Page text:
When you think of vitamin D, the first thing you consider is the sun. Humans can convert a chemical precursor from sunlight and utilise it as a source to manufacture our own vitamin D. Dogs and cats, on the other hand, can't meet their requirements from sunlight to produce their own.
So where can dogs and cats obtain the correct vitamin D? Good sources come from eggs, pork, wild salmon, sardines and liver ( care needs to be taken when feeding liver as they are abundant in other nutrients and can cause excess problems). While vitamin D can also be found in plant sources in the precursor form D2, cats cannot utilise D2 efficiently. Not enough research has been performed to know if dogs have this ability, so it is preferable that dogs also obtain vitamin D through animals sources ( which contain D3)
But here is the catch, you are what you eat plays a role. Let's take the egg, for example—a 2013 study assigned three groups of chickens to various conditions. One group were kept indoors, one outdoors and one with an indoor/outdoor option over 4wks. It was found that the vitamin D3 content in eggs was three to four times higher in the groups that were exposed to sunlight compared to the indoor group. In contrast, free-range eggs from supermarkets had low vitamin D content. Why is this so? Definition of free-range can be very vague. Free-range means that birds are given "access to a fixed space" that can be as small as one sqm per bird. Free-range can also mean birds are free to forage over expansive tracts and rotated land. That is a big difference in describing free range. Sunlight is not the only form where chickens obtain vitamin D but also in the plants and bugs they forage.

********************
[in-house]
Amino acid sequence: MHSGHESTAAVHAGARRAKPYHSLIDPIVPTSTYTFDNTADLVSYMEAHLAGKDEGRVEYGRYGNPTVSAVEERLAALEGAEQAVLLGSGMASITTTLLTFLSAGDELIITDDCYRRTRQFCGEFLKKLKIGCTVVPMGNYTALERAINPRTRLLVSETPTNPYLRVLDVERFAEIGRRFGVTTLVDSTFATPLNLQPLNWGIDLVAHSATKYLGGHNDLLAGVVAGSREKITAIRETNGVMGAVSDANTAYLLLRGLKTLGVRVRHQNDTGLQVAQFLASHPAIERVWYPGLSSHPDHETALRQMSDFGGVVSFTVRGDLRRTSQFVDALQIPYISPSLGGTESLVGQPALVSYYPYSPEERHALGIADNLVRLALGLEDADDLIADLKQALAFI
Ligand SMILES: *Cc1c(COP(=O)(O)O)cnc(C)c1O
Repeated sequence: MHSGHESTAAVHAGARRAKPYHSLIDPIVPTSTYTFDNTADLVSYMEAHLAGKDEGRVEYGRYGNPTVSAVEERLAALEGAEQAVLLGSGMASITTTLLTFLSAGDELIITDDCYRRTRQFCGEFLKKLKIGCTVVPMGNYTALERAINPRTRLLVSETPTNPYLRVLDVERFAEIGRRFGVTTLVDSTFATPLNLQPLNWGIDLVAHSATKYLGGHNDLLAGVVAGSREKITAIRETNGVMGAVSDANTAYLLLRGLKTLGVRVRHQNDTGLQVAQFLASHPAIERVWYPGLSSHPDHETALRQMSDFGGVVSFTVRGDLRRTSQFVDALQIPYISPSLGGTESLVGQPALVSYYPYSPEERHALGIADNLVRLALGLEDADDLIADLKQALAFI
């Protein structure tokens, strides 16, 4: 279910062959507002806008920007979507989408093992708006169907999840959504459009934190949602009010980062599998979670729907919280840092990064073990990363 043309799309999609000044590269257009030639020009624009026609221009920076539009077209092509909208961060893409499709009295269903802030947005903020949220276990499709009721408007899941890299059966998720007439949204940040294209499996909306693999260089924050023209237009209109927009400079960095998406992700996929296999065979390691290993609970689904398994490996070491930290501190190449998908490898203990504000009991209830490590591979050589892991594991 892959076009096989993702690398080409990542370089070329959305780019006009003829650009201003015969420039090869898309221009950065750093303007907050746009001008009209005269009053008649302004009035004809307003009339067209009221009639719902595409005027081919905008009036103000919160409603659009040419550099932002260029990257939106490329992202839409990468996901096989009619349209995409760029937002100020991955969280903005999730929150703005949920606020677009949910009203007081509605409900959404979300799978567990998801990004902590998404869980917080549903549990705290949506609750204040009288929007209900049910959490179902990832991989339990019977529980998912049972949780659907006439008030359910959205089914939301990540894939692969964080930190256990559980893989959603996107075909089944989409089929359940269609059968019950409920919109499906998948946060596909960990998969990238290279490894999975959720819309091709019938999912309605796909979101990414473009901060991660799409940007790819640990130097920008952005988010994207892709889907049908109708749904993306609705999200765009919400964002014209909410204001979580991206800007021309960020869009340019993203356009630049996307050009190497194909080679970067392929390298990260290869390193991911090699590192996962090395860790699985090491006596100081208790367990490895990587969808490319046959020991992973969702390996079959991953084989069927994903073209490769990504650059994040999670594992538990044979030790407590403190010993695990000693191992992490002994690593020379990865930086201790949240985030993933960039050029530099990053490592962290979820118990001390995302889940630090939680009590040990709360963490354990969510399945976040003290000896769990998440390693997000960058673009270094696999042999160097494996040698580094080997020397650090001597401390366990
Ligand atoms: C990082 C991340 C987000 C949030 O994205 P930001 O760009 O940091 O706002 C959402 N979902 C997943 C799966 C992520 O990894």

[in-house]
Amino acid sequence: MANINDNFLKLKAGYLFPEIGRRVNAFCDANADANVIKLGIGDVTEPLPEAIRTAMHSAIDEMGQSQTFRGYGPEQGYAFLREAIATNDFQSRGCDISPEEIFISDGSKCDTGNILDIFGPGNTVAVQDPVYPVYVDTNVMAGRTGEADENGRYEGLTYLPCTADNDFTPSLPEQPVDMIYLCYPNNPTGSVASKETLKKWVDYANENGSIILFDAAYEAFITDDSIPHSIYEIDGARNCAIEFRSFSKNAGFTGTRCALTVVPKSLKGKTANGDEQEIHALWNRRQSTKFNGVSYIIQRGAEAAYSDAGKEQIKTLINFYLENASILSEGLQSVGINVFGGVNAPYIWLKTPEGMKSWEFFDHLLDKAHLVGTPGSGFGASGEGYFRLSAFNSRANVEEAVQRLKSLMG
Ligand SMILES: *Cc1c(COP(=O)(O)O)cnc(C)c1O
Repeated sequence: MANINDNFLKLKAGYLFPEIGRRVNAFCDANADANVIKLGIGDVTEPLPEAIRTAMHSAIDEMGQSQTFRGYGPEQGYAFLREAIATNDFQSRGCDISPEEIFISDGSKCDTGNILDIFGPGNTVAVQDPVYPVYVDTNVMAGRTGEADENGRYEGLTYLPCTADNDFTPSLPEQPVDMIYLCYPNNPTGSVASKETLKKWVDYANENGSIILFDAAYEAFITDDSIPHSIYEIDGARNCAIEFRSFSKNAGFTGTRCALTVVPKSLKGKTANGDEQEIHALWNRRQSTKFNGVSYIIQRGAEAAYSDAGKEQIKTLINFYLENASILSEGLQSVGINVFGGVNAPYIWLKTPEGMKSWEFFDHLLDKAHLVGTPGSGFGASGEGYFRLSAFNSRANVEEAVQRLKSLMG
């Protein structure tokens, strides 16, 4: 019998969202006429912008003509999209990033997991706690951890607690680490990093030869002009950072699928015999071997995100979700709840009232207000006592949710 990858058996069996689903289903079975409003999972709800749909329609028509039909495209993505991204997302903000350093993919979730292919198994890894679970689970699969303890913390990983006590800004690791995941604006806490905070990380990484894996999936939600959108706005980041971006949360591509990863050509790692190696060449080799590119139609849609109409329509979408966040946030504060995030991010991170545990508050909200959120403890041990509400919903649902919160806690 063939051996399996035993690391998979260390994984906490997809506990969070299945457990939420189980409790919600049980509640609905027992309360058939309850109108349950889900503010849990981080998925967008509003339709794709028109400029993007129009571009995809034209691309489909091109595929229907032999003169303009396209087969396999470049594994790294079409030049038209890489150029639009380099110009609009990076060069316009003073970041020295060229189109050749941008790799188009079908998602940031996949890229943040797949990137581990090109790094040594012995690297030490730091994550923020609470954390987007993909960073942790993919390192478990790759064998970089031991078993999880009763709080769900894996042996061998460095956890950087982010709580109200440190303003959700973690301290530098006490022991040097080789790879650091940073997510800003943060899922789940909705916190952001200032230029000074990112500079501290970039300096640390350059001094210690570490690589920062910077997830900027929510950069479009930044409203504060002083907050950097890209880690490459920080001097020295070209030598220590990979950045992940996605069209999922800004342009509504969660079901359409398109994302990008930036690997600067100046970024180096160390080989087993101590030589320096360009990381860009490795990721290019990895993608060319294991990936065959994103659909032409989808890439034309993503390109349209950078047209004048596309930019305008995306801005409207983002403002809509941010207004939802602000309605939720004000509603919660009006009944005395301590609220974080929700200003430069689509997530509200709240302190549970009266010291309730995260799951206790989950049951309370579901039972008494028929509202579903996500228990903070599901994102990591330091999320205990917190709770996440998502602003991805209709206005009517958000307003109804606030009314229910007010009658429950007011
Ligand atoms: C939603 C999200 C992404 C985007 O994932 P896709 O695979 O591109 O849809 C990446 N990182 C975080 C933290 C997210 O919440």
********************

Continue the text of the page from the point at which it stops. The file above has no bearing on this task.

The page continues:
Given that supermarket-bought eggs are mass produced, it's easily guessed which definition of 'free-range' most would fall under. So how can you tell the eggs you are purchasing are from foraging chickens? Their are two ways, 1. Look for labels that contain pasture-raised eggs; a new definition farmers use to differentiate themselves from mass-produced eggs 2. Get to know your local egg farmer and ask how the chickens are raised, how many chickens per hectare, do they rotate on different land and how much outdoor time do they receive and exposure to sunlight ( exposure to sunlight does not mean a window on a shed which I have heard a few times)
Wild-caught fish are shown to be more beneficial compared to farmed fish. They contain higher levels of vitamin D, can be leaner in fat and have a better-balanced ratio of omega 6:3 ( a whole different topic I will eventually cover). Fat has a higher calories density than protein and carbs and does not contain vitamins and minerals. While the right fat plays an important role, too much can mean the ratio of nutrients is low for the amount of daily KJ required for your pet, not to mention the risk of overweight pets as KJ requirements can easily be exceeded.
So why is vitamin D important? Not only does it play a role in calcium/phosphorus conversation and absorption for healthy bones, but we are also learning, it plays a role in many chronic diseases. Cancer, arthritis and skin health, to name a few. In fact, many of the body's tissues contain Vitamin D receptors and plays its part in cell growth, immune function and reduction of inflammation.
So let's recap what we have learnt. Dogs and cats need to obtain vitamin D from quality food sources as they can't efficiently absorb through their skin. Vitamin D plays many roles in the body to keep it functioning and healthy. Lastly, sourcing pasture-raised and wild animals, create an excellent opportunity to support local farmers who make positive farming environments and also encourages humane farming practices, with a better understanding of where your food comes from and how they are treated.
If you would like to know more, links and sources are added below. If you would like a detailed description on vitamin D and the role it plays in dogs and cats, I highly recommend reading the link below from The Possible Canine a great source of information in all things dog health.